By Alexis Schulz
The Hunting Ground, a film uncovering the crisis of rape and sexual assault on college campuses, takes a stab at institution policies and administrations that care more about reputation than the safety of students.
The film, screened at Rutgers on March 13, offers an unfettered glimpse at the impact sexual assault has on victims, with first person accounts of real-life crimes. The stories of survivors, filled with dejection and fury, make this film a must-see for all college students. It offers a passionate contrast between underground sexual assault activism and sheer injustice within higher education.
Producer Amy Ziering and writer-director Kirby Dick expose in-depth narratives of sexual violence from universities such as the University of North Carolina at Chapel Hill and Florida State University. These universities were among the 55 named institutions in a report released by the White House in May of 2014, which were under investigation for inappropriate handling of sexual assault allegations. The tales students give of the crimes perpetrated at these institutions provide a chilling, painful and eerie look into the heart of college counterculture.
The film opens with a number of home videos of young women eagerly opening college acceptance letters. The scenes fade away with new images of students dressed in caps and gowns while a male voice, one of a college president or administrator, booms out.
“As you learned when your parents dropped you off today,” he says. “What happens in college stays in college — most of the time.”
The story flows into a menagerie of victim testimony backed with powerful graphic narratives. Among the students are Annie E. Clark and Andrea Pino. The two became friends, and, eventually, partners in activism, after Pino was raped at the University of North Carolina at Chapel Hill and reached out to Clark, who had also been raped there. The two came together and presented the institution with a Title IX violation backed by the Department of Education.
The two women embody a theme of female empowerment as they speak openly about their encounters at the university. With misty eyes and chilling stories, they spoke of the tragic injustice served to them from campus law enforcement and administrators.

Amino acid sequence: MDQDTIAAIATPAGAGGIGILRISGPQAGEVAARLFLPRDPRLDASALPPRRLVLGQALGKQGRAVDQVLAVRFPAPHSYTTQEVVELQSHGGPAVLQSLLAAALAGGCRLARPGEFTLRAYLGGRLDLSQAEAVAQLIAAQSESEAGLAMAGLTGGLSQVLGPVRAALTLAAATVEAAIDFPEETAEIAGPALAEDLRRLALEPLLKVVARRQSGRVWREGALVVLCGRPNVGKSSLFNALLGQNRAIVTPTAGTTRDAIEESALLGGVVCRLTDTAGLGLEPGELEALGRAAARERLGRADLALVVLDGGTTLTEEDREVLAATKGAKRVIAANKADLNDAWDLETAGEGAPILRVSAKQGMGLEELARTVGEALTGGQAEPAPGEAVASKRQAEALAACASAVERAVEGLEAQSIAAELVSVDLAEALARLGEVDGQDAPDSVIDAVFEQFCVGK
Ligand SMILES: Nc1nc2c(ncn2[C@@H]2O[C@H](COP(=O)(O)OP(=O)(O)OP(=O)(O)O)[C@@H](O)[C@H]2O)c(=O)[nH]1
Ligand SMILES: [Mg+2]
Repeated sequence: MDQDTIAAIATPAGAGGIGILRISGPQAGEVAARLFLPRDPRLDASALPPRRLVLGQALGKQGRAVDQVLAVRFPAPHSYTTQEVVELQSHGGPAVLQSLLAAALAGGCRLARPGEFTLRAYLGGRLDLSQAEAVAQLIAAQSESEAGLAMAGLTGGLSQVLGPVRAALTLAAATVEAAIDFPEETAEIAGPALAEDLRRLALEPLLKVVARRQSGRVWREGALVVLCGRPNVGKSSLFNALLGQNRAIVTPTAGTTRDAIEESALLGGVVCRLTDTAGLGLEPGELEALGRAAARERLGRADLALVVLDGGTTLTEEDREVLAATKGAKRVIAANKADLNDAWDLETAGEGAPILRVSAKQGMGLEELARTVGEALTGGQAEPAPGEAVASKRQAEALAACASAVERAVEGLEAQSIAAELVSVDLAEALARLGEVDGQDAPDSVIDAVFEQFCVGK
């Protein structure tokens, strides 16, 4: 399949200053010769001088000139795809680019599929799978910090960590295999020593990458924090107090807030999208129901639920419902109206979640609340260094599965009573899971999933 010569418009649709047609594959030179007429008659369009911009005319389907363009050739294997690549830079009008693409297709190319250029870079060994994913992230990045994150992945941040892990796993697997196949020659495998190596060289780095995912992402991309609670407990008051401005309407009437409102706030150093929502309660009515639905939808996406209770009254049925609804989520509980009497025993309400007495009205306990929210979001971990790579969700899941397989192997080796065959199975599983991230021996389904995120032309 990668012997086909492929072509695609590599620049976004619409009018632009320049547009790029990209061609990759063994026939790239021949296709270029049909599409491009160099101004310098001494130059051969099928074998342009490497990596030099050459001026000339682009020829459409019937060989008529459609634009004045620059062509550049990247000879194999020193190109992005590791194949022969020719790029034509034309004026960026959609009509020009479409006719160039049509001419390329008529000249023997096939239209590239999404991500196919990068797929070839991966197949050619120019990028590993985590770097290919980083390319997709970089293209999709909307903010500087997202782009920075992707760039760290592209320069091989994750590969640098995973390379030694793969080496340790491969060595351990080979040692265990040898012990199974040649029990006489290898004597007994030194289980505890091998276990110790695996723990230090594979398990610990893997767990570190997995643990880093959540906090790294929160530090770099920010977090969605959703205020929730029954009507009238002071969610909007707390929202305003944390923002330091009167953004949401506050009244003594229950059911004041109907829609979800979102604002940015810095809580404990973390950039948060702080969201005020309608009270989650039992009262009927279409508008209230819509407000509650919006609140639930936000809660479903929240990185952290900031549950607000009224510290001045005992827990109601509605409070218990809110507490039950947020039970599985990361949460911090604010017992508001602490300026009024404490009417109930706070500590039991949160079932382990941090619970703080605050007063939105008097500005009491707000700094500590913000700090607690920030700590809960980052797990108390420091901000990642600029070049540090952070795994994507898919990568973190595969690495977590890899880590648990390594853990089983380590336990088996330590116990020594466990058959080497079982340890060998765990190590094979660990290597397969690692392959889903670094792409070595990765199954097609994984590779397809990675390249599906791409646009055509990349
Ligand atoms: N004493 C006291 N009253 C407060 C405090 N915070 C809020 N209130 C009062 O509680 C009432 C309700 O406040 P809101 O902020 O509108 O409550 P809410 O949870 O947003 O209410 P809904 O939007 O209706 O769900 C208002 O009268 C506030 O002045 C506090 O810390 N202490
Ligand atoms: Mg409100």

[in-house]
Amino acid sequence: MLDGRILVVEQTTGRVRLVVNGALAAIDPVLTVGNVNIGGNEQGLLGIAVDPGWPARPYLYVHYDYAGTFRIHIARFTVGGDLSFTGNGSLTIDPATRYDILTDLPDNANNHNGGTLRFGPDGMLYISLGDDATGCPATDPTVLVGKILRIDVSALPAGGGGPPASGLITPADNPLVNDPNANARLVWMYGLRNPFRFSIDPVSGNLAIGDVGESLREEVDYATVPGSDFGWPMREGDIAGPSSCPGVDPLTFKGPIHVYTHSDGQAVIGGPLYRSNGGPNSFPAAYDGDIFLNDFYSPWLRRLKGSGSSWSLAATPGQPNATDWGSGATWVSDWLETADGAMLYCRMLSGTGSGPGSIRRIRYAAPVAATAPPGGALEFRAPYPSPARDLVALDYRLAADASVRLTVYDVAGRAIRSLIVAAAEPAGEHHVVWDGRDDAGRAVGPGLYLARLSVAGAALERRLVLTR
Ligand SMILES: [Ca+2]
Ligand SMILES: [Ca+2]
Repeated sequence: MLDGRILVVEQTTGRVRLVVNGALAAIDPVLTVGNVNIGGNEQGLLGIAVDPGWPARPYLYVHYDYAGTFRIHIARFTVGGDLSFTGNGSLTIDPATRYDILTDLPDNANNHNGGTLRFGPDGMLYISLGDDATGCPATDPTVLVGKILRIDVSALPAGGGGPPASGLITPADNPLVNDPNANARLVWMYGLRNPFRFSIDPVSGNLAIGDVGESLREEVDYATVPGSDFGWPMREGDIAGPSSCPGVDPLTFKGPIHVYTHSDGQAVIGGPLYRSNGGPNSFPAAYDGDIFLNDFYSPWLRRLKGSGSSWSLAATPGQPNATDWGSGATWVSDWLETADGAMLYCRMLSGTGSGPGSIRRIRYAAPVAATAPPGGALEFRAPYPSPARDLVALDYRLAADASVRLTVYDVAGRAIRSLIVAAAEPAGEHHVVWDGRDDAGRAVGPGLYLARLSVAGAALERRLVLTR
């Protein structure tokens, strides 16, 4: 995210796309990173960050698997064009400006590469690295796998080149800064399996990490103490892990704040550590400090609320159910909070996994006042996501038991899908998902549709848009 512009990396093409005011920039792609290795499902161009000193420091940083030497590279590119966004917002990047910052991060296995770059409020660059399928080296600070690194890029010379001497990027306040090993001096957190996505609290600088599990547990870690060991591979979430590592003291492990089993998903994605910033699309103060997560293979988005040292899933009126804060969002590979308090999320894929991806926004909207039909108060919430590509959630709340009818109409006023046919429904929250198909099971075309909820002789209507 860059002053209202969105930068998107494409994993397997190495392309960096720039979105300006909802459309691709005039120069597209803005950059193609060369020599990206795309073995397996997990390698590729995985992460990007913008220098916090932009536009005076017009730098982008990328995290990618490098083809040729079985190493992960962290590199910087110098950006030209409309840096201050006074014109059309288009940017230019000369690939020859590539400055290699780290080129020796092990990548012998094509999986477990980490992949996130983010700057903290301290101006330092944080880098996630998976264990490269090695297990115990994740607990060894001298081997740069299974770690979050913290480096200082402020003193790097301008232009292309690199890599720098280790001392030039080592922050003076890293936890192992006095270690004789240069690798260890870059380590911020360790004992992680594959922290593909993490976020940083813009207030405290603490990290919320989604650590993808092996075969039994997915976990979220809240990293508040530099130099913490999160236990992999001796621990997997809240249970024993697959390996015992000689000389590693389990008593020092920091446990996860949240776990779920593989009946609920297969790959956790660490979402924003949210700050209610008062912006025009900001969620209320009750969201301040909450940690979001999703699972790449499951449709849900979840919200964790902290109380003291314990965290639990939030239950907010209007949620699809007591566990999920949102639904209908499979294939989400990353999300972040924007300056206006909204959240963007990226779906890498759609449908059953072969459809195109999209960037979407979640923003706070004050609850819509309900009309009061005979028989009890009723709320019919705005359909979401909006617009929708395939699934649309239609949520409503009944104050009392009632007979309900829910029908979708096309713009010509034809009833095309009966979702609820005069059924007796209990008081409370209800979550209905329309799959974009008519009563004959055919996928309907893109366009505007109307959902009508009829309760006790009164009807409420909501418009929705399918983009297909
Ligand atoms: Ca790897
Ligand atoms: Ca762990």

A woman who spoke of her story from Florida State University regarding Jameis Winston, a football quarterback who allegedly raped her off campus, was one of the most profound narratives throughout the film. Producers tried to showcase in this instance the media’s view of sexual assault through an ESPN talk show clip. ESPN announcers stated that the woman accusing Winston of rape was doing so out of spite for him winning the Heisman trophy.
Gasps and sheer disdain sounded across the audience and whispers ran rampant after the ESPN hosts stated their opinions on the case. The producers of the film created this shocking portrayal to evoke passion and anger from the audience members. The twists and turns within the administration and law enforcement officers demonstrate the corruption of Florida State University.
Producer Ziering was present at the screening of the film at Rutgers University. She said the film had a drastic impact on her entire crew.
“One of our film editors developed PTSD from watching the clips over and over again,” she said. “She was embarrassed; she couldn’t sleep and kept crying. It really impacted her.”
The film brilliantly examines the factors of sexual assault and how it impacts the lives of victims. It demonstrates how victims are treated in higher education and skillfully challenges the audience to ignore previous presumptions, persuading them to think of sexual assault as a dreadful crime. The film, both figuratively and literally, shows the injustices of higher education and brings about a colorful conversation about injustice versus student advocacy.
printed in the 3/25/15 edition